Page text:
Beet and Zucchini Chocolate Bundt Cake
From the looks of this cake you’d never guess that a full two cups of raw vegetables go into the batter. From the taste of it you’d never suspect the presence of beets and zucchini either. But healthy raw vegetables aren’t reason enough to bake this impressive cake; it’s more a nutritious perk. Do it because it’s satisfying to make a bundt cake to display it on your countertop in all its glossy gorgeousness. Mostly though, bake this cake because it tastes delicious.
Why Add Beets & Zucchini to Cake?
The recipe is from Jennie Schacht’s inspiring cookbook Farmers’ Market Desserts. The vegetables lend moisture and sturdiness to the cake while helping to maintain a tender crumb. I suspect back in the day, vegetables went into cake batter when there was a surplus in the garden. I can’t think of a more decadent way to use up the overgrown zucchini in my vegetable boxes at the moment.
Can you Taste the Beets and Zucchini?
When I served the cake to my kids, I didn’t tell them about the vegetables. I wasn’t trying to pull one over on them, but simply curious to see if they’d notice. They didn’t. What they did do was ask for seconds. The richness and depth of the chocolate seems to mask the flavor of the vegetables. The beets and zucchini deliver texture and nutritional value without making the cake taste like you’re eating a plate of crudité.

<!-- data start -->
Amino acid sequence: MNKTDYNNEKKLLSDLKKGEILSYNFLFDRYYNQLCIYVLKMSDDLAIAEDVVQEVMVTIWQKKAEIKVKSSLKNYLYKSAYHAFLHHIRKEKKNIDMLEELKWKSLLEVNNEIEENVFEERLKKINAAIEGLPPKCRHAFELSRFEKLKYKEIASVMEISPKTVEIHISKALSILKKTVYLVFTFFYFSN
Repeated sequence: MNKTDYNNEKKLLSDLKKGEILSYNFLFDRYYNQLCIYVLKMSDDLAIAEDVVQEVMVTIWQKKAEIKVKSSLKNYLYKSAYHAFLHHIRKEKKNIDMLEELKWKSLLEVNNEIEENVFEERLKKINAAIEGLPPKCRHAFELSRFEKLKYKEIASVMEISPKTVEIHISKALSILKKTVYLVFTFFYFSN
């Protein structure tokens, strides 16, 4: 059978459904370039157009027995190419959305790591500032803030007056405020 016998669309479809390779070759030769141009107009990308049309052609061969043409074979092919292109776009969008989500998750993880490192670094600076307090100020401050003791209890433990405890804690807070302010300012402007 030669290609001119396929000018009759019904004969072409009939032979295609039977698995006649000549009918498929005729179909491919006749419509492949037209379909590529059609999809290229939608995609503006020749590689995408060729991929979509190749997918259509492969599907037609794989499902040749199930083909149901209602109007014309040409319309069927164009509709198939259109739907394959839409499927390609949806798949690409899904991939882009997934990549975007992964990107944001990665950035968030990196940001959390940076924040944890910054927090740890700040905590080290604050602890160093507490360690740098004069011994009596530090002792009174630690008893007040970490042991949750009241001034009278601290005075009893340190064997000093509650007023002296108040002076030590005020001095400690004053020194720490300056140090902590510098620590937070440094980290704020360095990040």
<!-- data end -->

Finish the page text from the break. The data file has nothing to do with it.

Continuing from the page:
What Makes this a Healthier Cake?
I’d like to be clear from the outset that I don’t consider this cake to be health food. However, it may qualify as healthier or healthy-ish and here’s why:
- Some of the flour is whole grain.
- It swaps in olive oil for some of the butter.
- Dark chocolate is a known antioxidant.
- It has less sugar than other cakes of its kind.
- It’s made with vegetables!
That said, this is still very much a cake. Relish and enjoy it like you would any other treat.
Tips for Baking Beet and Zucchini Chocolate Bundt Cake
This is a relatively straightforward and easy recipe, though it does take some time. Here are a few tips that might help along the way:
- Choose the best quality chocolate within your budget and go for bittersweet for a full-flavored cake with less sugar. I’m partial to Guittard brand chocolate, but there are plenty of other great options in the marketplace.
- Be sure to grease and flour your bundt pan generously so the cake slips out with ease.
- Keep an eye on the cake as it bakes, checking it when its nearly done. You don’t want to overcook this cake. Moist and tender is what you’re aiming for.
- If little bits of green from the zucchini will be cause for alarm in your house, just peel before grating.
Be sure to check out these other tasty chocolate cake recipes!
Beet and Zucchini Chocolate Bundt Cake
A delicious, decadent cake that happens to have a pretty generous amount of beets and zucchini in the mix. When I served it to my kids, I didn’t tell them about the vegetables. It's not because I was trying to pull one over on them, but because I was curious to see if they'd notice. They didn't. What they did do, was ask for seconds.